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    ABSTRACT: Risks associated to ionising radiation from medical imaging techniques have focused the attention of the medical society and general population. This risk is aimed to determine the probability that a tumour is induced as a result of a computed tomography (CT) examination since it makes nowadays the biggest contribution to the collective dose. Several models of cancer induction have been reported in the literature, with diametrically different implications. This article reviews those models, focusing on the ones used by the scientific community to estimate CT detriments. Current estimates of the probability that a CT examination induces cancer are reported, highlighting its low magnitude (near the background level) and large sources of uncertainty. From this objective review, it is concluded that epidemiological data with more accurate dosimetric estimates are needed. Prediction of the number of tumours that will be induced in population exposed to ionising radiation should be avoided or, if given, it should be accompanied by a realistic evaluation of its uncertainty and of the advantages of CTs. Otherwise they may have a negative impact in both the medical community and the patients. Reducing doses even more is not justified if that compromises clinical image quality in a necessary investigation. Key Points • Predictions of radiation-induced cancer should be discussed alongside benefits of imaging. • Estimates of induced cancers have noticeable uncertainties that should always be highlighted. • There is controversy about the acceptance of the linear no-threshold model. • Estimated extra risks of cancer are close to the background level. • Patients should not be alarmed by potential cancer induction by CT examinations.
    European Radiology 11/2013; 24(3). DOI:10.1007/s00330-013-3047-z · 4.01 Impact Factor
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    ABSTRACT: Improving patient safety by minimizing CT radiation dose, while maintaining diagnostic image quality, has become an important skill in diagnostic radiology. The aim of this study was to examine the value of an educational workshop for optimizing CT protocols in an academic department, and to assess its impact on resident education. The CT Dose Reduction Workshop met monthly for 1 year, to teach and implement dose reduction strategies. Changes were made to CT protocols through group consensus while participants kept up to date with current literature. A survey was sent to 48 radiology residents and 32 attending radiologists in the department, including both participants and nonparticipants, after completion of the workshop, to assess its utility. The survey used a 5-point Likert-type scale. Average doses for a specific CT protocol before and after the workshop were compared. About 80% of respondents agreed or strongly agreed that the workshop was essential. Workshop participants expressed greater confidence in their knowledge of dose reduction techniques, with a mean score of 3.74 (95% confidence interval, 3.35-4.13), compared with nonparticipants, who had a mean score of 3.00 (95% confidence interval, 2.64-3.36) (P < .01). Dose reductions were established across numerous CT protocols. For instance, the average total dose-length product in renal mass protocol CT examinations decreased by 54% (P < .0001). A CT dose reduction workshop increases participants' confidence in knowledge of dose reduction techniques, fosters a culture of safety and quality improvement in the department, and reduces radiation dose to patients. Copyright © 2015 American College of Radiology. Published by Elsevier Inc. All rights reserved.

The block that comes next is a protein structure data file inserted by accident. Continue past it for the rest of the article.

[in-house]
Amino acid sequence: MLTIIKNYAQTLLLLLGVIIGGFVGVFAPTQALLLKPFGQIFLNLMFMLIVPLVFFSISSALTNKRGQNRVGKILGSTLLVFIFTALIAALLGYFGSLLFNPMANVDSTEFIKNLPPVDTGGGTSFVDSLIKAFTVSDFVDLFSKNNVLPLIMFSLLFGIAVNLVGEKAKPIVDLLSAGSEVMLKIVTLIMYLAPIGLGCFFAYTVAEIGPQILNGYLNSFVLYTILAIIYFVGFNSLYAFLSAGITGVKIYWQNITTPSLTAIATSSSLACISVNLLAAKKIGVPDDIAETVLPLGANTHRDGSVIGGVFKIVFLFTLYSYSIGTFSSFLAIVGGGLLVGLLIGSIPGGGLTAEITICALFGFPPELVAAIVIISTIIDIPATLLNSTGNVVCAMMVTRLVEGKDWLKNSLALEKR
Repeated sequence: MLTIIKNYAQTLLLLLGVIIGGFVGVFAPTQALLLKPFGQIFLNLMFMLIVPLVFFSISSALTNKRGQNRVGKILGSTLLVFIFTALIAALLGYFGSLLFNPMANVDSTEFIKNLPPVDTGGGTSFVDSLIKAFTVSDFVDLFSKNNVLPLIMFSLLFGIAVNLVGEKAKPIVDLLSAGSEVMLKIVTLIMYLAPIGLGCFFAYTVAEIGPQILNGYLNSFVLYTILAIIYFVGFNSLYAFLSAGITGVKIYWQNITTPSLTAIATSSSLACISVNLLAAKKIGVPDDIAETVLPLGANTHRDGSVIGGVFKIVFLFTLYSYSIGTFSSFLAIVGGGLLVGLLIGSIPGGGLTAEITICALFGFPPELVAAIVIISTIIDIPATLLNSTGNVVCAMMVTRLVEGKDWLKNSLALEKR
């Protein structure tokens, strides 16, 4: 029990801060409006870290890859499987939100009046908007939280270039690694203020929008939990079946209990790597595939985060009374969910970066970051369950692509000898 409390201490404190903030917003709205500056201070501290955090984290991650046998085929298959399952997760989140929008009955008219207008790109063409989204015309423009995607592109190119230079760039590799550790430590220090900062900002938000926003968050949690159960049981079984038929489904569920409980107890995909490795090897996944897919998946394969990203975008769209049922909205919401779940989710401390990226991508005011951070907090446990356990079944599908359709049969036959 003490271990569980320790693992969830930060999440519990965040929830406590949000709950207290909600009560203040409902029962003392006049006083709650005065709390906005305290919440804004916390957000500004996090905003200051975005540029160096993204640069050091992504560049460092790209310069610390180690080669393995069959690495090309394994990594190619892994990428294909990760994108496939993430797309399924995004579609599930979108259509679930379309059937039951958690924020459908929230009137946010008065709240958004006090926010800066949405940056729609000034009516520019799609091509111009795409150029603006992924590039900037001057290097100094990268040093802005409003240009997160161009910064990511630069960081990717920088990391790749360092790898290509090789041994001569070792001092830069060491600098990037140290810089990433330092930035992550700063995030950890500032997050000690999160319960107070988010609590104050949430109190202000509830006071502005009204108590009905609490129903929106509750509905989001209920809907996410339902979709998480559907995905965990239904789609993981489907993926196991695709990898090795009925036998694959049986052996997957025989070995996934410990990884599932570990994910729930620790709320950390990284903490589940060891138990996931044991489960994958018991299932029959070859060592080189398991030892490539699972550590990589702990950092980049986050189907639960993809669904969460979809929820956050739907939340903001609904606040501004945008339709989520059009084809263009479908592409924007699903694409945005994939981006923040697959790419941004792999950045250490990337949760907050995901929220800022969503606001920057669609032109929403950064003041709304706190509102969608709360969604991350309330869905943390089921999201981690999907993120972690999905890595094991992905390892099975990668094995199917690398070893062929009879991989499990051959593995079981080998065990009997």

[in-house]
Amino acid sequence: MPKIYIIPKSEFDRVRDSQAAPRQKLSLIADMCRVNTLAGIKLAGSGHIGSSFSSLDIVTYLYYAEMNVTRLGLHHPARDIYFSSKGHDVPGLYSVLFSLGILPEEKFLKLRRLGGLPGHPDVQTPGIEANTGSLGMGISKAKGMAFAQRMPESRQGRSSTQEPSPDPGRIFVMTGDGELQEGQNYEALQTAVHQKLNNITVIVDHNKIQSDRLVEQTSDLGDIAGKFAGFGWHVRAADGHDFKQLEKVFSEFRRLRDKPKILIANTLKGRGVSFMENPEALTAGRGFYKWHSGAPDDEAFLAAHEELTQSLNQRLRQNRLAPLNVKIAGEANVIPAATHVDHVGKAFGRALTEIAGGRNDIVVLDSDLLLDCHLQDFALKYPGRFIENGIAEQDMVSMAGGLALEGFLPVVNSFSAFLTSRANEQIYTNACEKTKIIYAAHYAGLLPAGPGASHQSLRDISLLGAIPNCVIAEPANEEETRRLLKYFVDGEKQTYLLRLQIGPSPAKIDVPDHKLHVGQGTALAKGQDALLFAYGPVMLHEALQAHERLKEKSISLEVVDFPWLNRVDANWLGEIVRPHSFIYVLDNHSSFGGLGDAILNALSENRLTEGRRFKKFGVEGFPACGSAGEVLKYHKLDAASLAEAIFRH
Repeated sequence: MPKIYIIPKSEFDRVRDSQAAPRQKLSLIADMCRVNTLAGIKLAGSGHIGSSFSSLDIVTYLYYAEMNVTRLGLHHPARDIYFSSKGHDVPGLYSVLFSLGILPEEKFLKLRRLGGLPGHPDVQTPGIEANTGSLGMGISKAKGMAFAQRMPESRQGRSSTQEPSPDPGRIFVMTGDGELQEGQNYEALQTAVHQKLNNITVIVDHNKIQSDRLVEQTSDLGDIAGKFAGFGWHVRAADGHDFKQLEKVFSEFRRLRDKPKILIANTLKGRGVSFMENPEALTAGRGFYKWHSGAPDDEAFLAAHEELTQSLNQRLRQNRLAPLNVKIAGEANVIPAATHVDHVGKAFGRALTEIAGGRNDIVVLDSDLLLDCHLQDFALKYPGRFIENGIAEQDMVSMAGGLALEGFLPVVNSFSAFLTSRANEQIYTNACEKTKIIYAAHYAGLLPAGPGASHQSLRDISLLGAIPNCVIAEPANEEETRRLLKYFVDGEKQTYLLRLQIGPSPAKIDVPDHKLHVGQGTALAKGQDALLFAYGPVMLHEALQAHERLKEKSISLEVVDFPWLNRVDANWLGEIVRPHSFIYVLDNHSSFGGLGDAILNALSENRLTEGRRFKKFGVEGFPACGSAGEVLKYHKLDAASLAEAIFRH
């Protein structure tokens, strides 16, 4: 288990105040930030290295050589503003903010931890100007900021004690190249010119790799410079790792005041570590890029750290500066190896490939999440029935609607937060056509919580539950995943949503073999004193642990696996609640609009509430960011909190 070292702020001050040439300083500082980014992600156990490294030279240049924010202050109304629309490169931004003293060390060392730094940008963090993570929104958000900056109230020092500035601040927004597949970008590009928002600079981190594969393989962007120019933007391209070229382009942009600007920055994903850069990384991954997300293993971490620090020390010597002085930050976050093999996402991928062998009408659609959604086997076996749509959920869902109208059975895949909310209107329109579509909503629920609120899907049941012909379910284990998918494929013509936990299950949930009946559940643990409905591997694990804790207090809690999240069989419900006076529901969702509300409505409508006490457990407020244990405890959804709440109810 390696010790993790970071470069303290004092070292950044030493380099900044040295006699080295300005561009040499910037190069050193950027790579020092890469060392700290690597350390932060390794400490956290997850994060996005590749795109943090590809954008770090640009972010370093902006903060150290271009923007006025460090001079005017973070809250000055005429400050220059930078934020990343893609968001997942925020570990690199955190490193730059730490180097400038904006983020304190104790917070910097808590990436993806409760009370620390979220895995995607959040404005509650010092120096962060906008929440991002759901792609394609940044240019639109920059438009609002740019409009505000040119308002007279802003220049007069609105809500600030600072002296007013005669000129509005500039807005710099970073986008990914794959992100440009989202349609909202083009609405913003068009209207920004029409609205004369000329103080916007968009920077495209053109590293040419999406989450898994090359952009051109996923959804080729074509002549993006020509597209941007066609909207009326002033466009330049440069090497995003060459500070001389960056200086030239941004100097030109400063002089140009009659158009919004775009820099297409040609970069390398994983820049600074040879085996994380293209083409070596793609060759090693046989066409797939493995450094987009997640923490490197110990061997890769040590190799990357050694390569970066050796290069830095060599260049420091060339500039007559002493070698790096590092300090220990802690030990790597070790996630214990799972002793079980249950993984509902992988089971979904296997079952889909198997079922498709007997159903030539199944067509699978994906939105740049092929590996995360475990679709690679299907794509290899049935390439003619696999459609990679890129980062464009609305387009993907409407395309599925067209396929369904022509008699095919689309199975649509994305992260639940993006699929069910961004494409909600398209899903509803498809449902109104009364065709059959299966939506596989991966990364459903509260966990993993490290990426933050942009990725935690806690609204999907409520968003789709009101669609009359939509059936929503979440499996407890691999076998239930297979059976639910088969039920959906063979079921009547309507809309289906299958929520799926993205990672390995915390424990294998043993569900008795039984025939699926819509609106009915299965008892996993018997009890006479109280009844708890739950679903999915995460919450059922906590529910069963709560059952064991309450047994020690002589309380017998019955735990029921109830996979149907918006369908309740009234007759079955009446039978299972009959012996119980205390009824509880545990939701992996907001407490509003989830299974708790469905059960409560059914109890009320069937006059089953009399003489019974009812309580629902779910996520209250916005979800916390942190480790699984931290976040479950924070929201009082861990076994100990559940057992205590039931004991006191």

Association of University Radiologists, Baltimore, Maryland; 01/2014